Sunday, May 22, 2011

Wallowa Lake diagnostic training

Sculpture on Main Street of Joseph, Oregon
with Eagle Cap Wilderness Area in background
(K Franklin)


On the day that the world didn't end, I found it fitting to be literally at the end of the road, giving a training on controversies in psychiatric diagnosis. The setting was Oregon’s picturesque Wallowa Lake, where for 26 years the Eastern Oregon Psychological Association has sponsored an annual retreat.


The mental health professionals at the retreat were a bright and independent bunch whose practices take them across scenic mountainous terrain to far-flung rural communities, Indian reservations, jails and psychiatric facilities in eastern Oregon, Washington and Idaho.


Since Oregon has avoided the Sexually Violent Predator quagmire, the practitioners – as well as the psychologists from Eastern Oregon University in La Grande in attendance -- were both amused and appalled to learn about the pseudoscientific constructs of hebephilia and paraphilic coercive disorder for which the sex offender industry is lobbying. Other controversial diagnoses and proposed diagnoses covered in the daylong workshop included:
  • Posttraumatic Stress Disorder
  • Antisocial Personality Disorder and Psychopathy
  • Parental Alienation Syndrome
  • Attenuated Psychosis Syndrome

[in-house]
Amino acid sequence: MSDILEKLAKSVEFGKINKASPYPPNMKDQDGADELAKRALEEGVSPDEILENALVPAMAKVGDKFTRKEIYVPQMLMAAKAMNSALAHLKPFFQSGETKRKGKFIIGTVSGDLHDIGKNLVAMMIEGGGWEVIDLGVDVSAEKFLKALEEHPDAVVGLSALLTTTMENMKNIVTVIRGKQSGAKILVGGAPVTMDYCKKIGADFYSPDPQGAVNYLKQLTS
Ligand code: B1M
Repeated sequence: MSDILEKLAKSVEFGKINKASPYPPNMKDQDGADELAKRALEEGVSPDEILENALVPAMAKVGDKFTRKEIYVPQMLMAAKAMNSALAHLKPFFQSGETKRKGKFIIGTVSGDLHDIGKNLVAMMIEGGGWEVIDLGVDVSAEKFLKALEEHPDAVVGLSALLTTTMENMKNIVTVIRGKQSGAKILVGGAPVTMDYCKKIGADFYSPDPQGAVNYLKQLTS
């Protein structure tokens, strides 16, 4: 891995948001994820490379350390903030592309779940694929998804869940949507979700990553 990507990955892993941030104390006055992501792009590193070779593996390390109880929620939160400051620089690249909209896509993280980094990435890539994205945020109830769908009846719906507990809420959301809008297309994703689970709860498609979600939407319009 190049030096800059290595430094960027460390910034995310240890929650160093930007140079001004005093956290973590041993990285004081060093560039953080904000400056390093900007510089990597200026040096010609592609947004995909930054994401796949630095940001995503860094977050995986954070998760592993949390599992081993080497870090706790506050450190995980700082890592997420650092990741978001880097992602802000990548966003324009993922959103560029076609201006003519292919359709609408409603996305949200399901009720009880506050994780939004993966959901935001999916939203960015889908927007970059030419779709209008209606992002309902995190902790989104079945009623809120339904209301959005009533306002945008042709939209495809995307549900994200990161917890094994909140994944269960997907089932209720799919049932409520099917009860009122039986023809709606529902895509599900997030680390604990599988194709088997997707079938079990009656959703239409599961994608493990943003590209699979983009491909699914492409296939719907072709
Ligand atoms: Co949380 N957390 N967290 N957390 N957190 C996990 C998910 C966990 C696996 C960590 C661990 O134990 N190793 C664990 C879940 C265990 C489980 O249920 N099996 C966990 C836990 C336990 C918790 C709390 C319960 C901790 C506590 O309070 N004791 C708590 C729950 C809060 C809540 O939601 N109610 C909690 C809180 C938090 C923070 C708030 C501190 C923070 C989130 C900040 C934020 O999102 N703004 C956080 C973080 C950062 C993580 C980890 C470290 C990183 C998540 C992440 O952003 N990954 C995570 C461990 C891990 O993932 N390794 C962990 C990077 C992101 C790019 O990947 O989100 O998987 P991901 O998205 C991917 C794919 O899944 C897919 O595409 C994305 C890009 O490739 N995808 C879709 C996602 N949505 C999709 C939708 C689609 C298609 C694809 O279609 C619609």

• Mild Neurocognitive Disorder
  • Disruptive Mood Dysregulation Disorder
  • Premenstrual Dysphoric Disorder
  • Traumatic Grief Disorder
  • Gambling Disorder
Wallowa River as seen from Chief Joseph
Trail (K Franklin)
If you ever get a chance to attend this annual retreat, which is not well advertised but always takes place the weekend before Memorial Day Weekend, I recommend it highly. Not only is the crowd an enjoyable and intellectual one, but the setting is amazing. It's not for no reason that the Nez Perce consider sacred this valley butting up against the mountains of the Eagle Cap Wilderness Area.

The legendary Chief Joseph is buried on a glacial moraine overlooking the lake. The town named in his honor, Joseph, was a dying old ranching and mining community when it was discovered by artists who have reinvigorated the main drag, opening shuttered storefronts and installing amazing sculptures on every corner. Summer vacationers can now rub shoulders with cowboys and Indians in gourmet restaurants featuring local micro-brews and wines.

It's not an easy place to get to (one must catch a puddle jumper to Walla Walla, Washington or Pendleton, Oregon and then drive for several hours), but its breathtaking beauty and unique character make it well worth a visit.

Special thanks to David Starr, Dwight Mowry, Marianne Weaver, Terry Templeman, Charles Lyons, and Stephen and Beth Condon for all of your work and your kindness in arranging and facilitating this event.

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